North Korea on Tuesday continued slanderous verbal attacks on South Korean leader Park Geun-hye and blasted her recent offers of bolstering humanitarian aid and bilateral exchanges with the communist regime, calling the proposal “rubbish” and “an unpardonable insult.”
The North’s main Rodong Shimun newspaper said in its article that Park’s unification policies were designed to hurt the North’s “noble ideology and institutions” and to “integrate” its people into the South Korean system.
The article, containing a series of scathing verbal attacks, came a month after the two Koreas agreed to stop verbally attacking each other during their first high-level talks in seven years. It was also seen as preparatory work by the North Korean leadership before it makes an official statement on Park’s proposal announced in the eastern German city of Dresden last week.
|Military personnel board a ship at Incheon International Passenger Port on Tuesday. (Yooun Byung-chan/The Korea Herald)|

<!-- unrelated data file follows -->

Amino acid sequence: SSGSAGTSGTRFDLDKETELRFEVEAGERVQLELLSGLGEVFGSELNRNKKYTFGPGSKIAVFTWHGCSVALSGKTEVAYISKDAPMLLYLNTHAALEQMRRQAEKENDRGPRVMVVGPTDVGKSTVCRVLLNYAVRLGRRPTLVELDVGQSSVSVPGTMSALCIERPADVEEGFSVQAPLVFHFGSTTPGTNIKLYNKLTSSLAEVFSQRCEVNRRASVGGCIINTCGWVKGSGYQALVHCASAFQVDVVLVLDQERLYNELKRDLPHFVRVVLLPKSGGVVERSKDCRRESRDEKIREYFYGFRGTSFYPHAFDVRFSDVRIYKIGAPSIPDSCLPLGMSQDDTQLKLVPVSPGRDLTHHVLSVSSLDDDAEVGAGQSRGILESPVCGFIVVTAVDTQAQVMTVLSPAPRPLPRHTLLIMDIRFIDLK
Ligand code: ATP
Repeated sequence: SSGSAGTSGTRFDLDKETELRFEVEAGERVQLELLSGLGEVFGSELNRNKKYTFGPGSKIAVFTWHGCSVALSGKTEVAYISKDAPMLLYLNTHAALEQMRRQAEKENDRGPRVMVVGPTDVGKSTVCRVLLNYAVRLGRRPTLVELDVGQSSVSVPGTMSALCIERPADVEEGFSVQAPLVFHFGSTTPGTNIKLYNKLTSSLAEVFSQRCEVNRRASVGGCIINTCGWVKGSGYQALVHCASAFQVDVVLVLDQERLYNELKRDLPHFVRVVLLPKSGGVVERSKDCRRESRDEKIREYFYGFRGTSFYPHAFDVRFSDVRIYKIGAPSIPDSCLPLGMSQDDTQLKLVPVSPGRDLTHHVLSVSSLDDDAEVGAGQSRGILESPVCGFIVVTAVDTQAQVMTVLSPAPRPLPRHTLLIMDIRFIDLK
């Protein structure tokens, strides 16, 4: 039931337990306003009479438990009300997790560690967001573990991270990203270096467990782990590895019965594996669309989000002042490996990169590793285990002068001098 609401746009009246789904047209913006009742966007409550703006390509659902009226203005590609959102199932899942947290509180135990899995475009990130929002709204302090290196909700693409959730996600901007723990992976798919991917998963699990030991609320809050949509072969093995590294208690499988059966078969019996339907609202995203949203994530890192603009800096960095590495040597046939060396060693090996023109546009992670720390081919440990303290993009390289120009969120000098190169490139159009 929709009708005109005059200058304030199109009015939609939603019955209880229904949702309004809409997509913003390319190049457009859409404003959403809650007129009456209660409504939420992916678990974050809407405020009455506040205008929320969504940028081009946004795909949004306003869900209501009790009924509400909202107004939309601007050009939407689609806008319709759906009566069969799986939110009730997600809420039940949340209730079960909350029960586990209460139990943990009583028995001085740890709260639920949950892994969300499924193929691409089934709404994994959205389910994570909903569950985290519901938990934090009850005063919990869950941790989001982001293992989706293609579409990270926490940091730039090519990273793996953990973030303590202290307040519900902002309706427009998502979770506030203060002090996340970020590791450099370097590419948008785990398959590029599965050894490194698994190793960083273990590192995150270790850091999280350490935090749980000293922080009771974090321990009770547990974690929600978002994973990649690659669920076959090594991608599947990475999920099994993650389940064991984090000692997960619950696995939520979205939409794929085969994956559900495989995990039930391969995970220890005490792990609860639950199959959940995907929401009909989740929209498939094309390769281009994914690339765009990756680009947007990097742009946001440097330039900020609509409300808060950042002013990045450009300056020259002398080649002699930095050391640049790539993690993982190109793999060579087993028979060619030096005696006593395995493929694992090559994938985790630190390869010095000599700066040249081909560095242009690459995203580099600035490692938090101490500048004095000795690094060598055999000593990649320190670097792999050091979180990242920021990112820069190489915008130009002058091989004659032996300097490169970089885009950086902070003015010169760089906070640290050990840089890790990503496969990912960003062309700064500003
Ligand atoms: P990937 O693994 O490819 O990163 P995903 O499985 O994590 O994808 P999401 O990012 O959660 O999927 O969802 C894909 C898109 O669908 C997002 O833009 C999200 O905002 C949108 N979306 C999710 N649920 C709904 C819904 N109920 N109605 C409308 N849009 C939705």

The South Korean president’s proposals are aimed at laying the groundwork for reunification. During her European tour on Friday, Park called for establishing joint offices for cooperation, expanding aid to new mothers and children, and building infrastructure in the North in exchange for rights to develop underground resources.
Calling her a “freakish old maid” and “a frog in the well,” the North’s official mouthpiece said that Park has “made fun of the North Korean people” in regard to her plan to help its homeless children and people in extreme poverty.
Park said last week she felt her heart breaking when watching North Korean homeless children in foreign media broadcasts.
“Children who lost their parents in the midst of economic distress were left neglected out in the cold, struggling from hunger,” she said in her 20-minute speech delivered at the Dresden University of Technology. She vowed to work with the United Nations to launch a humanitarian program to provide health care support for new mothers and their babies for their first 1,000 days. But the North said the plans are “disgusting.”
The Rodong Shinmun also lashed out at Park’s offer to boost inter-Korean exchanges, calling it “a complete lie.” It claimed that the proposal was meant to deceive the public, saying it was the South Korean government that blocked private interchanges and refused to raise North Korean workers’ pay level at Gaeseong industrial park.
By Cho Chung-un (firstname.lastname@example.org